The number of boats docked at marinas around the country clearly illustrates that more people than ever are enjoying the water. But how many new boat buyers really know what it costs to purchase and maintain a mid-sized boat? There are as many factors to consider as there are boats out there, so here are some specifics on boat ownership.
Divide your main costs into two components: once and ongoing. The first involves the purchase of and updating or outfitting the boat, while ongoing expenses include maintenance, insurance and dockage. The Bridge Marina website features a helpful, comprehensive boating cost calculator
that may put things in perspective.
Too often, fledgling boat buyers carefully lay out a budget, only to spend all – or most of it – on the boat purchase. It makes far better financial sense to spend slightly more than 50 percent of the budget on the purchase, while using the remaining budget to store, outfit and maintain the boat.
Slip rates vary depending on the location of the marina and any additional amenities. The cost of regular boat maintenance depends on the type and usage of your boat and how much you do yourself. This can include annual bottom painting, oil changes and engine tune-ups. Fabric and vinyl components also require regular repairs or replacements.
Power or Sail?
Before even beginning your boat search, decide which type of boat you prefer and how you intend to use it. If you plan to enjoy shoreline cruising with family or friends, you probably won’t need accommodations, just a comfortable cockpit and spacious seating areas. However, if your plan is to use the boat for overnight traveling or vacations with your friends or family, it makes sense to look for a boat with bunks and a galley for more comfortable sailing or cruising.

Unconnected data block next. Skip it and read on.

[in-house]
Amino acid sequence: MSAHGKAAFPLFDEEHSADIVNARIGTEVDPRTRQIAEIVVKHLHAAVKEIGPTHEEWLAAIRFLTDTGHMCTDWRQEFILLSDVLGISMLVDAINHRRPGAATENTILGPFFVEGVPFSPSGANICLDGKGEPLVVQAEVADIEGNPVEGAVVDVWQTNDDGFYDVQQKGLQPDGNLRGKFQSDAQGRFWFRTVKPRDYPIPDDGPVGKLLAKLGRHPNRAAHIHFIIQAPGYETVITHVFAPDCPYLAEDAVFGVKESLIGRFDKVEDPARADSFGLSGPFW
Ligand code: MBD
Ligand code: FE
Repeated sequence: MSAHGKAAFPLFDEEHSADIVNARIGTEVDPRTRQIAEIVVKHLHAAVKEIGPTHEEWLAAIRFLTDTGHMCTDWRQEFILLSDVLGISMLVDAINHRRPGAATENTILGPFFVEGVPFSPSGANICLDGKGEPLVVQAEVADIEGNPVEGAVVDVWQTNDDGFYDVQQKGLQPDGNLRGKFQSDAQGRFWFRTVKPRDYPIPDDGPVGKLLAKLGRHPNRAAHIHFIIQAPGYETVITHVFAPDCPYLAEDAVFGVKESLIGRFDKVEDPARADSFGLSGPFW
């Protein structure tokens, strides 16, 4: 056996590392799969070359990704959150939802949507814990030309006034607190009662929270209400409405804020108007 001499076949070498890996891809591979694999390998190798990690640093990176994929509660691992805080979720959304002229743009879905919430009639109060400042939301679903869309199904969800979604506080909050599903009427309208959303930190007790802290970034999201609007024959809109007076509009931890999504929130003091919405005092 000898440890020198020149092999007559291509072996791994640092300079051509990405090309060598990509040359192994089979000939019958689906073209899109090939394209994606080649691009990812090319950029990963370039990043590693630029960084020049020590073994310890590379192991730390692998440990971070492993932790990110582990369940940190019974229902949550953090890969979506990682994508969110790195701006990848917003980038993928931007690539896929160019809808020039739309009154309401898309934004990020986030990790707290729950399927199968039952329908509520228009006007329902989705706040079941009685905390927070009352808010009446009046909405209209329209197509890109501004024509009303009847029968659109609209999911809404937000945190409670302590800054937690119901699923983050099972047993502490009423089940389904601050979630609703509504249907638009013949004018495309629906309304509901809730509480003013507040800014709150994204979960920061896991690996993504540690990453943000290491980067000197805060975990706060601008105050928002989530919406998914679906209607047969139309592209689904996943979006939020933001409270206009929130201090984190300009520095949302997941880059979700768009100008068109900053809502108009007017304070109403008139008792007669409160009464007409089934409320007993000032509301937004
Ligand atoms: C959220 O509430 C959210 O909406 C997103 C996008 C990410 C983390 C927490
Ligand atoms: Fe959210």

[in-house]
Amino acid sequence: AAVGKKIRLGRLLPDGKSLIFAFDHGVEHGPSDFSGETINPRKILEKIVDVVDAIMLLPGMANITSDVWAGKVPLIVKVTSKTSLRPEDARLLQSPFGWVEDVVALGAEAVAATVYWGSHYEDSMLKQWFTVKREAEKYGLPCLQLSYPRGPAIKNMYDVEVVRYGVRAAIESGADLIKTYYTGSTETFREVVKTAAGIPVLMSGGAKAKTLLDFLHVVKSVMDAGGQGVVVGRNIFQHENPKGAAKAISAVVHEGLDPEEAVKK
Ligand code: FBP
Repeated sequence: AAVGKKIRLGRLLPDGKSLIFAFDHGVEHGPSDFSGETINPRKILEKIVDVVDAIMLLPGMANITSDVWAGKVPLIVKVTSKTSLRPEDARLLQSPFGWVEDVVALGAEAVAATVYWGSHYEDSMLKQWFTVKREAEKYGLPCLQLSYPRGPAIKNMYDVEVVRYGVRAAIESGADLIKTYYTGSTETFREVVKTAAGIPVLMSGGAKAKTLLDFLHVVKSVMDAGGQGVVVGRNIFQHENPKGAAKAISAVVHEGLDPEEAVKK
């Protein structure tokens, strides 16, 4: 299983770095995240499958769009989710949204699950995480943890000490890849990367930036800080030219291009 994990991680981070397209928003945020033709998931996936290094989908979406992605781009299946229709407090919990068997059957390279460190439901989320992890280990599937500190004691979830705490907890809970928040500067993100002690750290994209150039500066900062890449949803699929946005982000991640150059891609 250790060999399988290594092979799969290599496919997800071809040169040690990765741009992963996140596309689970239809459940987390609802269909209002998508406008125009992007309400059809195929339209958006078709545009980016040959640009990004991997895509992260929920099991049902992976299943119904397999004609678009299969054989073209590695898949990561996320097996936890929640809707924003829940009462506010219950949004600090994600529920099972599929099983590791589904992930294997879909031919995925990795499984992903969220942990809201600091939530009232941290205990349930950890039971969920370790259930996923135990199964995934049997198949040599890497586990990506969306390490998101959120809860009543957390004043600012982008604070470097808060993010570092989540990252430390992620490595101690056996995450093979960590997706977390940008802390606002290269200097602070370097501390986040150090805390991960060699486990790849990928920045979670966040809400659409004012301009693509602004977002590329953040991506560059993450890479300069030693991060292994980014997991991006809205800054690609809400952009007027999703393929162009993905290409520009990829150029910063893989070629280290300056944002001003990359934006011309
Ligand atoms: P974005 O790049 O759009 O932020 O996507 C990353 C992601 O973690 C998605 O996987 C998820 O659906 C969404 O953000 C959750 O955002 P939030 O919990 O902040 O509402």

New or Used?
It’s also important to consider whether a new or used boat is best for your budget. While price is naturally a vital factor, you can’t count on getting the bells and whistles you want with a used boat. Depending on the type, size and model, new boats are often far more expensive to purchase and outfit, but you’ll know everything aboard is in the best condition.
State and local sales taxes will apply to all boat sales, new or used. Frugal (and savvy) boat owners often take delivery in an area with the lowest taxes to save money.
Financing and Insurance
It’s vital to research the best possible financing. Most boat dealers or brokers can suggest one or more banks that specialize in boat financing. If you plan to buy a new boat, the dealer will include a commissioning fee, which covers everything from tuning the engine to installing optional or specialized electronics or equipment.
If you opt for a used boat, it will need an inspection or survey. This is not only good for the nerves, most lending institutions require one. The inspection will be performed by a marine surveyor and will usually include a thorough examination of the boat’s mechanics, equipment and electronics. The report will list what requires servicing, repairs or replacement; some inspectors include a price estimate.
Choose an insurance agency that specializes in marine insurance. These companies often provide discounts based on your boating experience, the type of equipment on the boat and other factors, including whether it has a built-in fire extinguishing system, a gas or diesel engine and certain types of navigational electronics.
Buying a boat is a large purchase, so it's important to step back from emotions while negotiating a price and taking it out for a sea trial. Wait for the emotions (and fun) until after
you’ve closed the deal.
~ VS Glen Community Support